Asthma is the most commonly observed chronic disease in childhood and the incidence has been increasing in industrialized countries over the last decades. Airway obstruction due to increased sensitivity of the small airways, mucus production and chronic inflammation are key features in the pathophysiology of asthma. Environmental and genetic factors predispose for the disease, which is clinically characterized by sudden occurrence of episodes of expiratory airway obstruction (wheezing). In the majority of preschool infants such obstructive episodes are triggered by viral infections (especially during the winter season) and do not necessarily predispose for asthma later in adulthood. Patient and family history (e.g. atopy), good clinical examination and differential diagnosis (e.g. exclusion of cystic fibrosis) are of prime importance as the role of lung function measurements is limited as the disease frequently occurs before the age of 5 years. Information about asthma is important for children, parents and caregivers. Acute and chronic medication should control asthma symptoms and allow the affected child to lead a normal life including physical exercise.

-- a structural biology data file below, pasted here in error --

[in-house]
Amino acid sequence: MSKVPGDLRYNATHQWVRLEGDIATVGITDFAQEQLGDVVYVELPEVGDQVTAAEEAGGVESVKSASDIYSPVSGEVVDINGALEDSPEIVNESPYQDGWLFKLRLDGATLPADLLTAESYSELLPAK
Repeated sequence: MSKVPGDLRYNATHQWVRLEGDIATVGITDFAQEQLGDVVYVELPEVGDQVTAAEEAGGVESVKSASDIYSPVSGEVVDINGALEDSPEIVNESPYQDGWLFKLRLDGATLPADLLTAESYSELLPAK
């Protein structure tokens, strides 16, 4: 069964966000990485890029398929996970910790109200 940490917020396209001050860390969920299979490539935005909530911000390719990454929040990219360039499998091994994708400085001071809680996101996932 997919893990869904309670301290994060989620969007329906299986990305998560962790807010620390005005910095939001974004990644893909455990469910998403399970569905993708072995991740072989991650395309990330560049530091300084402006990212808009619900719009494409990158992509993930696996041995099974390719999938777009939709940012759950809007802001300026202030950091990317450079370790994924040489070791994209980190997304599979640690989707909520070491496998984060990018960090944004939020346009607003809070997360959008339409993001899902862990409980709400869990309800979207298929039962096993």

Research Areas and Centers
- Academic Focus: Center for Brain, Behavior and Metabolism (CBBM)